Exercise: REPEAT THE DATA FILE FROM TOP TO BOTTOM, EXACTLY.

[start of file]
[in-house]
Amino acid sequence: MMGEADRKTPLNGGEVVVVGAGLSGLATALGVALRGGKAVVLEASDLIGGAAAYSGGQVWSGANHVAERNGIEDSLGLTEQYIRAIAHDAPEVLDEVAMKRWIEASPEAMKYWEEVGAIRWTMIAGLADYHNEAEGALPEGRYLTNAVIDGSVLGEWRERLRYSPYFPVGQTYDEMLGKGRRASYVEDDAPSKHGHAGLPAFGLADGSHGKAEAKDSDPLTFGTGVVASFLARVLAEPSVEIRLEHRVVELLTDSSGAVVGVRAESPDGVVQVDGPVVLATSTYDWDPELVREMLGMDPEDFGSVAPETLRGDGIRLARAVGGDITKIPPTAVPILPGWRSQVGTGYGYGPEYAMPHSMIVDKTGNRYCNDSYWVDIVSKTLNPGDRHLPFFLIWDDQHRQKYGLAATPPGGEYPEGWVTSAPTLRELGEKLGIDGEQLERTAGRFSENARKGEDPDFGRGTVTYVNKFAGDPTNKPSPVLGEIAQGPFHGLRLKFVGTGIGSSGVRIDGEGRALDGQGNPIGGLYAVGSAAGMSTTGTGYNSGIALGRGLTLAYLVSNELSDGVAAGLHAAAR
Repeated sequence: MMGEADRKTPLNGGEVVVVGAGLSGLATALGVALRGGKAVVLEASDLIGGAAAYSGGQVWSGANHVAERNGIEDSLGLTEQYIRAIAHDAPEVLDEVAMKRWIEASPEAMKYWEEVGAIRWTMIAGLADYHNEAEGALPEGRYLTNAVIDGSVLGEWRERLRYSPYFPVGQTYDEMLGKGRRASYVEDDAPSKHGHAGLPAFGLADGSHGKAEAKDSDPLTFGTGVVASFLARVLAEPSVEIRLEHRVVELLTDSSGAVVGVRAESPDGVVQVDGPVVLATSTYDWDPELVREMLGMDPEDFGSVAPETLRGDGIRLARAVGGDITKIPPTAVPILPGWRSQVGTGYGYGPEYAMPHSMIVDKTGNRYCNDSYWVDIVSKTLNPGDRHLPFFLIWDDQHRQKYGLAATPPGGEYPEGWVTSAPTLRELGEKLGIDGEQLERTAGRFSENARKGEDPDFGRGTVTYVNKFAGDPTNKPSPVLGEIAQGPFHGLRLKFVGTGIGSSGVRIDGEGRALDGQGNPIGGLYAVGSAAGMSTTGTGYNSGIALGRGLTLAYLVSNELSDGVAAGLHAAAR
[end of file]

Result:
[in-house]
Amino acid sequence: MMGEADRKTPLNGGEVVVVGAGLSGLATALGVALRGGKAVVLEASDLIGGAAAYSGGQVWSGANHVAERNGIEDSLGLTEQYIRAIAHDAPEVLDEVAMKRWIEASPEAMKYWEEVGAIRWTMIAGLADYHNEAEGALPEGRYLTNAVIDGSVLGEWRERLRYSPYFPVGQTYDEMLGKGRRASYVEDDAPSKHGHAGLPAFGLADGSHGKAEAKDSDPLTFGTGVVASFLARVLAEPSVEIRLEHRVVELLTDSSGAVVGVRAESPDGVVQVDGPVVLATSTYDWDPELVREMLGMDPEDFGSVAPETLRGDGIRLARAVGGDITKIPPTAVPILPGWRSQVGTGYGYGPEYAMPHSMIVDKTGNRYCNDSYWVDIVSKTLNPGDRHLPFFLIWDDQHRQKYGLAATPPGGEYPEGWVTSAPTLRELGEKLGIDGEQLERTAGRFSENARKGEDPDFGRGTVTYVNKFAGDPTNKPSPVLGEIAQGPFHGLRLKFVGTGIGSSGVRIDGEGRALDGQGNPIGGLYAVGSAAGMSTTGTGYNSGIALGRGLTLAYLVSNELSDGVAAGLHAAAR
Repeated sequence: MMGEADRKTPLNGGEVVVVGAGLSGLATALGVALRGGKAVVLEASDLIGGAAAYSGGQVWSGANHVAERNGIEDSLGLTEQYIRAIAHDAPEVLDEVAMKRWIEASPEAMKYWEEVGAIRWTMIAGLADYHNEAEGALPEGRYLTNAVIDGSVLGEWRERLRYSPYFPVGQTYDEMLGKGRRASYVEDDAPSKHGHAGLPAFGLADGSHGKAEAKDSDPLTFGTGVVASFLARVLAEPSVEIRLEHRVVELLTDSSGAVVGVRAESPDGVVQVDGPVVLATSTYDWDPELVREMLGMDPEDFGSVAPETLRGDGIRLARAVGGDITKIPPTAVPILPGWRSQVGTGYGYGPEYAMPHSMIVDKTGNRYCNDSYWVDIVSKTLNPGDRHLPFFLIWDDQHRQKYGLAATPPGGEYPEGWVTSAPTLRELGEKLGIDGEQLERTAGRFSENARKGEDPDFGRGTVTYVNKFAGDPTNKPSPVLGEIAQGPFHGLRLKFVGTGIGSSGVRIDGEGRALDGQGNPIGGLYAVGSAAGMSTTGTGYNSGIALGRGLTLAYLVSNELSDGVAAGLHAAAR